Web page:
Viewport width =
May 27, 2013 | by  | in Opinion |
Share on FacebookShare on Google+Pin on PinterestTweet about this on Twitter

Urgent- With Apologies to Foreigner, Who Kick Ass

While I would like to write a column about kickass 80s rock bands, like Foreigner, Motley Crue and Whitesnake, I am here to spin yarns about politics.* This week’s topic is the sanctimonious bleating of the leftist complex about the Government’s use of the urgency procedure in Parliament.

Parliament usually sits from 2 until 10 pm on Tuesday and Wednesday, and until 6 pm on Thursday. If the Government wishes for debates to extend beyond these sitting hours, this is called “urgency”. Urgency comes in two distinct flavours. The main effect of normal urgency is that a Bill can pass through more than one reading in a day of Parliament sitting. The House can also sit long on Thursday nights until 10 pm, start at 9 am the following day, and then sit until 12 am to use up the urgency hours. The second kind of urgency is called ‘extraordinary urgency’ (super-duper urgency). This is harder for the Government to get, as it requires the Speaker’s permission, and usually the informal agreement of the opposition parties. The House sits until the Bill has passed. Both kinds of urgency provide the capacity for Select Committees to be bypassed. If my memory serves me correctly, the last time super-duper urgency was used was to whack up taxes on cigarettes overnight by Tariana Turia. Pretty sneaky sis!

Labour has complained about the use of urgency in recent times, particularly for the partial privatisation of state-owned enterprises. This is despite the fact that when the Fourth Labour Government sold most of the state-owned assets, they too did it under urgency. There is a word starting with ‘h’ for that. Truth be told, the Fifth Labour Government (Clark et al) used urgency a whole bunch to pass legislation with minimal scrutiny as well. The first term of the Fifth National Government, comparatively, used urgency to an equal or lesser extent. In this second term which we are now all living through, the use of urgency has actually decreased. Why? Because National consulted with other parties on the Standing Orders Committee (which deals with the House’s Standing Orders), and reached an agreement whereby they can now extend sitting hours on a Wednesday or Thursday morning from 9 am to 1 pm, without putting the house into urgency. This is particularly good for the passing of Bills relating to the Treaty of Waitangi settlement process.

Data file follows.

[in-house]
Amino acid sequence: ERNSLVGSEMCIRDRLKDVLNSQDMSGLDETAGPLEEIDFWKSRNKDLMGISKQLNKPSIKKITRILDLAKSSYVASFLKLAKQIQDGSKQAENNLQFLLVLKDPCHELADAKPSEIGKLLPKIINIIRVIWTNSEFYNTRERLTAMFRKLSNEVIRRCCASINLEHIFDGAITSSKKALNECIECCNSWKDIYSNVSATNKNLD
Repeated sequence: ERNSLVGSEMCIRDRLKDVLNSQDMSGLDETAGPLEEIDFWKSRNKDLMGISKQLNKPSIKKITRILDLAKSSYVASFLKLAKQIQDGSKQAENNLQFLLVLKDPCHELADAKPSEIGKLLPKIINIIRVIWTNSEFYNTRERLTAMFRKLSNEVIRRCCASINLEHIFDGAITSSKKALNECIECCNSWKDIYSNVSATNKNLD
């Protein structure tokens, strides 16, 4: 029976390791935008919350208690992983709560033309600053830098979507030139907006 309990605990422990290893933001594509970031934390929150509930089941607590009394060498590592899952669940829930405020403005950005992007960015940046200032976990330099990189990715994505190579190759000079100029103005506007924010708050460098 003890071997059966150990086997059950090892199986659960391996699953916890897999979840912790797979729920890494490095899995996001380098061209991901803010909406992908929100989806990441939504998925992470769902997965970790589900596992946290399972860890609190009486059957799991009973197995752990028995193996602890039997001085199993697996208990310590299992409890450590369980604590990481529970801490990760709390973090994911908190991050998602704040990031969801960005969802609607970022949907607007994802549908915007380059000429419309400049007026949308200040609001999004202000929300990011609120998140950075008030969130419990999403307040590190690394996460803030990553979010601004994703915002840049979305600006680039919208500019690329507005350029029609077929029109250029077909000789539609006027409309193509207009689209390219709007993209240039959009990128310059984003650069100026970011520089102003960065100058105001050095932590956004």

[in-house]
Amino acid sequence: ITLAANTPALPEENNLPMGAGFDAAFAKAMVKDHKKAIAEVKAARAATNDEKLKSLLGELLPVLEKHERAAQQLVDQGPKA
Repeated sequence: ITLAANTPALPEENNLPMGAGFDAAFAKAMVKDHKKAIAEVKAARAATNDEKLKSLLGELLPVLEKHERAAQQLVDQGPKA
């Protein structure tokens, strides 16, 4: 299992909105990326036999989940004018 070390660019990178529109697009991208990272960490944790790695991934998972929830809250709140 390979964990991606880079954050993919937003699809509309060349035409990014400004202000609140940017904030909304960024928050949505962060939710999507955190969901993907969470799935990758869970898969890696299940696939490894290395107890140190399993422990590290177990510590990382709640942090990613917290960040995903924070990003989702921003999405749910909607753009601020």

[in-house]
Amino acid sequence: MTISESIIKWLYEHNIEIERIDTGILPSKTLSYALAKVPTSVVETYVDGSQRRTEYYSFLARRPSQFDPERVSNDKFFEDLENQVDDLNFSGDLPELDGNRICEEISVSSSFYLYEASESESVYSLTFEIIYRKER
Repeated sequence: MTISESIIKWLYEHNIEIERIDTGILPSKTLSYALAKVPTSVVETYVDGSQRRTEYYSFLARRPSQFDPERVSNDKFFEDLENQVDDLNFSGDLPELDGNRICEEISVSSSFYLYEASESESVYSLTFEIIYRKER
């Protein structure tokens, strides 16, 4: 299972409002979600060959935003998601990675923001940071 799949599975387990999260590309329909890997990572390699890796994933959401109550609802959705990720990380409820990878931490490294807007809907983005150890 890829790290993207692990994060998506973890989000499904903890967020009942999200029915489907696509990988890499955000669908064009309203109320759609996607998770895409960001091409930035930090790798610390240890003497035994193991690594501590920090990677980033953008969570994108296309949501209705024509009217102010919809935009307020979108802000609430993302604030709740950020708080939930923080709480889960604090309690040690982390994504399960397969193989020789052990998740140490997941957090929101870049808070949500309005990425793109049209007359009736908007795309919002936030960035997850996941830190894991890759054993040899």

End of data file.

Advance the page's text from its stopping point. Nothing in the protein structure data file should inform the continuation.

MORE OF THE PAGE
If you wish to read more about urgency, I suggest What’s the Hurry? Urgency in the New Zealand Legislative Process 1987-2010 by Geiringer, Higbee, and McLeay (Wellington, Victoria University Press, 2011).


*This expression comes from when uncouth shearers would come in to eat dinner and ‘spin yarns’
full of swearing and tales of vice in 19th-century New Zealand.

Share on FacebookShare on Google+Pin on PinterestTweet about this on Twitter

About the Author ()

Comments are closed.

Recent posts

  1. Vic Books Hacked; Bitcoin Demanded
  2. The Pity and Pleasure of a Shit Asian
  3. Plait My Pits
  4. The Party Line
  5. South Africa Moves to Confiscate White Owned Land
  6. Young Nats Interpret “No” as a Violation of Their Human Rights
  7. House Fire Started and Extinguished by Local Boy
  8. Eyes Turn to Lebanon
  9. Getting to Know Grant Guilford
  10. PGSA: Postgrad Informer

Editor's Pick

In Which a Boy Leaves

: - SPONSORED - I’ve always been a fairly lucky kid. I essentially lucked out at birth, being born white, male, heterosexual, to a well off family. My life was never going to be particularly hard. And so my tale begins, with another stroke of sheer luck. After my girlfriend sugge